Long-pulse plasmas created in the Chinese Experimental Advanced Superconducting Tokamak (EAST) mark another advance in fusion. EAST demonstrates a method for controlling the instabilities at the plasma edge that might otherwise limit the performance of prototypical fusion power plants such as ITER. CEA Researchers were involved through international collaboration.
One of the challenges for the magnetic fusion is to master long-pulse and high performance plasmas, though careful control of the heat loads generated by edge instabilities (known as Edge Localized Modes, or ELMs), and deposited onto the plasma facing components. A high-confinement plasma regime (representative of the ITER baseline plasma) has been recently obtained on the EAST tokamak (ASIPP, Chinese Academy of Sciences, Hefei, Anhui Province, People Republic of China) with a world record duration exceeding 30 s (Figure).
The plasma magnetic configuration is sustained for more than 30s by radio-frequency wave injection (lower hybrid current drive, LHCD), the tokamak wall being pre-conditioned by advanced techniques using lithium. The heat load minimization and the edge instability mitigation result from a local ergodization of the plasma edge magnetic configuration by LHCD, and small scale turbulence generated by supersonic molecular beam injection (SMBI).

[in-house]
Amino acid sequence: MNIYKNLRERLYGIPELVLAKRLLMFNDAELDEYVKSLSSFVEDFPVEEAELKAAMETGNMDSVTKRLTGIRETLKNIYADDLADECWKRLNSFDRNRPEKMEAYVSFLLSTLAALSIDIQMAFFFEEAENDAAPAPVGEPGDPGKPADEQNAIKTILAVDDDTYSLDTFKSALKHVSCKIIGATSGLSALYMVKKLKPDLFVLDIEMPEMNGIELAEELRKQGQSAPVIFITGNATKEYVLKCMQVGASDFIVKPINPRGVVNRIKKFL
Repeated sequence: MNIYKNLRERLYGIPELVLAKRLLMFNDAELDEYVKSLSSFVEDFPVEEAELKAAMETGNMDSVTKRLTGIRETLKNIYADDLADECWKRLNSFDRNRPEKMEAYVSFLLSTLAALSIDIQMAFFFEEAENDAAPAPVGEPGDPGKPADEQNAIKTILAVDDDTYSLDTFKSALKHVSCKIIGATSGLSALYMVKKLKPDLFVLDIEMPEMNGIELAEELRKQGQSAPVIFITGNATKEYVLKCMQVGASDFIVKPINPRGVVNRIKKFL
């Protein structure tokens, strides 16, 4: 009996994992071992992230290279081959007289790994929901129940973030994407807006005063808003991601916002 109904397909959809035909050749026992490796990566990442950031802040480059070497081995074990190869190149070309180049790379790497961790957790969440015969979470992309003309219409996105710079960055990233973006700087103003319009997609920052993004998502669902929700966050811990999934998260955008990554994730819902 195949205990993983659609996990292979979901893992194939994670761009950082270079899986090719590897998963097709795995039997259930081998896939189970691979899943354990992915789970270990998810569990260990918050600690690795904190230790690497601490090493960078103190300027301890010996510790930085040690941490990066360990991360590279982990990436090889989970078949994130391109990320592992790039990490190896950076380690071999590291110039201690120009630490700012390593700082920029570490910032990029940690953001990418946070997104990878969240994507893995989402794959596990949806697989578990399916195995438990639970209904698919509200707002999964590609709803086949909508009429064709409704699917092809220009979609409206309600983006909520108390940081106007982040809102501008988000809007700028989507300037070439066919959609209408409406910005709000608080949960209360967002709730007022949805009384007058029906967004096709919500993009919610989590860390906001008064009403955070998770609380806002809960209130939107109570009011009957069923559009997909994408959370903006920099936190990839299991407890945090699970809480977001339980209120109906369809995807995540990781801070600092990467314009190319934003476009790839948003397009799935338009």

The results are published in Nature Physics (17 Nov. 2013). Scientists from the Institute for Magnetic Fusion Research (CEA, Physical Sciences Division) brought their experience in ELM mitigation techniques and power deposition control experiments. Lower hybrid waves are indeed routinely used on the Tore Supra tokamak at CEA/Cadarache for sustaining long pulse operation, and considered for ITER as an upgrade. Cooperation between CEA/IRFM and ASIPP was recently strengthened with the creation of an Associated Laboratory in the field of Fusion, agreement signed by the Director of Physical Sciences Division, G. Fioni, on 03 July 2013.
Fait marquant rédigé par X.L ZOU.
Maj : 08/01/2014 (345)